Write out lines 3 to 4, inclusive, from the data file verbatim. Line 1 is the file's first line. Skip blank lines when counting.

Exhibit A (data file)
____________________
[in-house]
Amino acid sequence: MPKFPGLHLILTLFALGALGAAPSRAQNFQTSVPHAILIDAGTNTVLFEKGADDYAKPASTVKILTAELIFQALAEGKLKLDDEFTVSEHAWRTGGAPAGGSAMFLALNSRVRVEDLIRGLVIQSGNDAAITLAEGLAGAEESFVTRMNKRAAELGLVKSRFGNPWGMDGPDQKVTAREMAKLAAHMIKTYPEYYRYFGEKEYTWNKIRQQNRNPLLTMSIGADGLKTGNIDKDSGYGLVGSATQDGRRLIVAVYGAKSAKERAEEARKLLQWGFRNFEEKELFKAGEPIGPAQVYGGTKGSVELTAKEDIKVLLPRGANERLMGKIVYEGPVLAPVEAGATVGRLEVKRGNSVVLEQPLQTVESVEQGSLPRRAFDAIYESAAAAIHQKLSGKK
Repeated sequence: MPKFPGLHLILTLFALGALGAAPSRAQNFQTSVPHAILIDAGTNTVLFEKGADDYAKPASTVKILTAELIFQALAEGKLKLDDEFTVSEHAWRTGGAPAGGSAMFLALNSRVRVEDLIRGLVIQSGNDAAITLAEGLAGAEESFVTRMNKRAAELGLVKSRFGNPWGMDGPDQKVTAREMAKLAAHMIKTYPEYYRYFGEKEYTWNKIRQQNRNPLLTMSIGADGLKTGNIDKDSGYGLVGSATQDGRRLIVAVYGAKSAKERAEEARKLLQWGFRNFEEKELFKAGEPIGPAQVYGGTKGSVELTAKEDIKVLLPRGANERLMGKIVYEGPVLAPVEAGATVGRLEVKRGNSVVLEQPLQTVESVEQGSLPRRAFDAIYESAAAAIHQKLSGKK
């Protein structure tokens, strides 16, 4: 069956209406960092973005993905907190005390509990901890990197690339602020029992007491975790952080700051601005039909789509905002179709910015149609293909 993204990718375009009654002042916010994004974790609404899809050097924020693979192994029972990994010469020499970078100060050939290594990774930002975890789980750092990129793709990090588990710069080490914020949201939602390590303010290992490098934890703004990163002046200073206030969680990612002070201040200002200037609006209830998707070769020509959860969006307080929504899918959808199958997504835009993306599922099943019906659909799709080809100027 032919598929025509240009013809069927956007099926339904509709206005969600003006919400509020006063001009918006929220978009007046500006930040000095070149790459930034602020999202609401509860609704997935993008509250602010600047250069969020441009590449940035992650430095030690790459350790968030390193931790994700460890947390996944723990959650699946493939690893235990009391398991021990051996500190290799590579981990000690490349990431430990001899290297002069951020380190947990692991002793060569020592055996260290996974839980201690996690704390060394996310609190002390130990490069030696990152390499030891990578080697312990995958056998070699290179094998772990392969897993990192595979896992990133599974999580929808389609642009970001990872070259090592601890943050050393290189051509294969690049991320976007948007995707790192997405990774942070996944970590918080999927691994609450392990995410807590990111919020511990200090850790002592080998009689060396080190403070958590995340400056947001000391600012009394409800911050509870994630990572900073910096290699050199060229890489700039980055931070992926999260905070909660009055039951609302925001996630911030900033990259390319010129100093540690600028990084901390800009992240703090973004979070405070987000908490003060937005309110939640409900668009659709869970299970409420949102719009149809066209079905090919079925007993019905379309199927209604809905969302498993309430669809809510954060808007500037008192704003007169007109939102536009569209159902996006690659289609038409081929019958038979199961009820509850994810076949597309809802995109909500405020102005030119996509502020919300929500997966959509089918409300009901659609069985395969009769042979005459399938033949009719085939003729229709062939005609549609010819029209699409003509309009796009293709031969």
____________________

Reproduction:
Repeated sequence: MPKFPGLHLILTLFALGALGAAPSRAQNFQTSVPHAILIDAGTNTVLFEKGADDYAKPASTVKILTAELIFQALAEGKLKLDDEFTVSEHAWRTGGAPAGGSAMFLALNSRVRVEDLIRGLVIQSGNDAAITLAEGLAGAEESFVTRMNKRAAELGLVKSRFGNPWGMDGPDQKVTAREMAKLAAHMIKTYPEYYRYFGEKEYTWNKIRQQNRNPLLTMSIGADGLKTGNIDKDSGYGLVGSATQDGRRLIVAVYGAKSAKERAEEARKLLQWGFRNFEEKELFKAGEPIGPAQVYGGTKGSVELTAKEDIKVLLPRGANERLMGKIVYEGPVLAPVEAGATVGRLEVKRGNSVVLEQPLQTVESVEQGSLPRRAFDAIYESAAAAIHQKLSGKK
């Protein structure tokens, strides 16, 4: 069956209406960092973005993905907190005390509990901890990197690339602020029992007491975790952080700051601005039909789509905002179709910015149609293909 993204990718375009009654002042916010994004974790609404899809050097924020693979192994029972990994010469020499970078100060050939290594990774930002975890789980750092990129793709990090588990710069080490914020949201939602390590303010290992490098934890703004990163002046200073206030969680990612002070201040200002200037609006209830998707070769020509959860969006307080929504899918959808199958997504835009993306599922099943019906659909799709080809100027 032919598929025509240009013809069927956007099926339904509709206005969600003006919400509020006063001009918006929220978009007046500006930040000095070149790459930034602020999202609401509860609704997935993008509250602010600047250069969020441009590449940035992650430095030690790459350790968030390193931790994700460890947390996944723990959650699946493939690893235990009391398991021990051996500190290799590579981990000690490349990431430990001899290297002069951020380190947990692991002793060569020592055996260290996974839980201690996690704390060394996310609190002390130990490069030696990152390499030891990578080697312990995958056998070699290179094998772990392969897993990192595979896992990133599974999580929808389609642009970001990872070259090592601890943050050393290189051509294969690049991320976007948007995707790192997405990774942070996944970590918080999927691994609450392990995410807590990111919020511990200090850790002592080998009689060396080190403070958590995340400056947001000391600012009394409800911050509870994630990572900073910096290699050199060229890489700039980055931070992926999260905070909660009055039951609302925001996630911030900033990259390319010129100093540690600028990084901390800009992240703090973004979070405070987000908490003060937005309110939640409900668009659709869970299970409420949102719009149809066209079905090919079925007993019905379309199927209604809905969302498993309430669809809510954060808007500037008192704003007169007109939102536009569209159902996006690659289609038409081929019958038979199961009820509850994810076949597309809802995109909500405020102005030119996509502020919300929500997966959509089918409300009901659609069985395969009769042979005459399938033949009719085939003729229709062939005609549609010819029209699409003509309009796009293709031969």